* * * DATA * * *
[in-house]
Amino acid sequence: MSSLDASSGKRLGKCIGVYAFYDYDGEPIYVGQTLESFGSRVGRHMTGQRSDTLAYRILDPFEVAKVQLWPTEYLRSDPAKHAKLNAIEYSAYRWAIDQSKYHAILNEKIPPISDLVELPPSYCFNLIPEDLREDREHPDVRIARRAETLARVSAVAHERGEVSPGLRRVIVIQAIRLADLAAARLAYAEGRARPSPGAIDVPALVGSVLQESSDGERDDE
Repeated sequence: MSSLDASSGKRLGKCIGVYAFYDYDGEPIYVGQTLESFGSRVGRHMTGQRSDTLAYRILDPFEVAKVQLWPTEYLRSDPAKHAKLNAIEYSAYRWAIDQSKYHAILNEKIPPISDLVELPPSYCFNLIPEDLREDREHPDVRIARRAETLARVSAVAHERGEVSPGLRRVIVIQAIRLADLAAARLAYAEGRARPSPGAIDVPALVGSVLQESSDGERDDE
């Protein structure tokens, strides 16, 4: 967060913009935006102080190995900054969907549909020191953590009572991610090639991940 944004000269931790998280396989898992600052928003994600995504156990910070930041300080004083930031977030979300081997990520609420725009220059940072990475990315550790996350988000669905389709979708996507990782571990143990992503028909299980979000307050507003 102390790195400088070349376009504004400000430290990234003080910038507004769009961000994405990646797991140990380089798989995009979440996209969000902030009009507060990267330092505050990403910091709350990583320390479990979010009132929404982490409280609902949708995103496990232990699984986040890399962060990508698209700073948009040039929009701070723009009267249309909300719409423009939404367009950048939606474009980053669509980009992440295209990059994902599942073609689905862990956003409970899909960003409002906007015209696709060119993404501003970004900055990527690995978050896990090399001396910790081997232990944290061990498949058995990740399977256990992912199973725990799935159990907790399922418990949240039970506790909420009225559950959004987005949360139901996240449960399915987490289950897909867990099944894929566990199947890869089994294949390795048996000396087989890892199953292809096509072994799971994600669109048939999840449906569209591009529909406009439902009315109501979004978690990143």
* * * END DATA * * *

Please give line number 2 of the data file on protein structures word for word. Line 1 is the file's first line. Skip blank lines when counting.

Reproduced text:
Amino acid sequence: MSSLDASSGKRLGKCIGVYAFYDYDGEPIYVGQTLESFGSRVGRHMTGQRSDTLAYRILDPFEVAKVQLWPTEYLRSDPAKHAKLNAIEYSAYRWAIDQSKYHAILNEKIPPISDLVELPPSYCFNLIPEDLREDREHPDVRIARRAETLARVSAVAHERGEVSPGLRRVIVIQAIRLADLAAARLAYAEGRARPSPGAIDVPALVGSVLQESSDGERDDE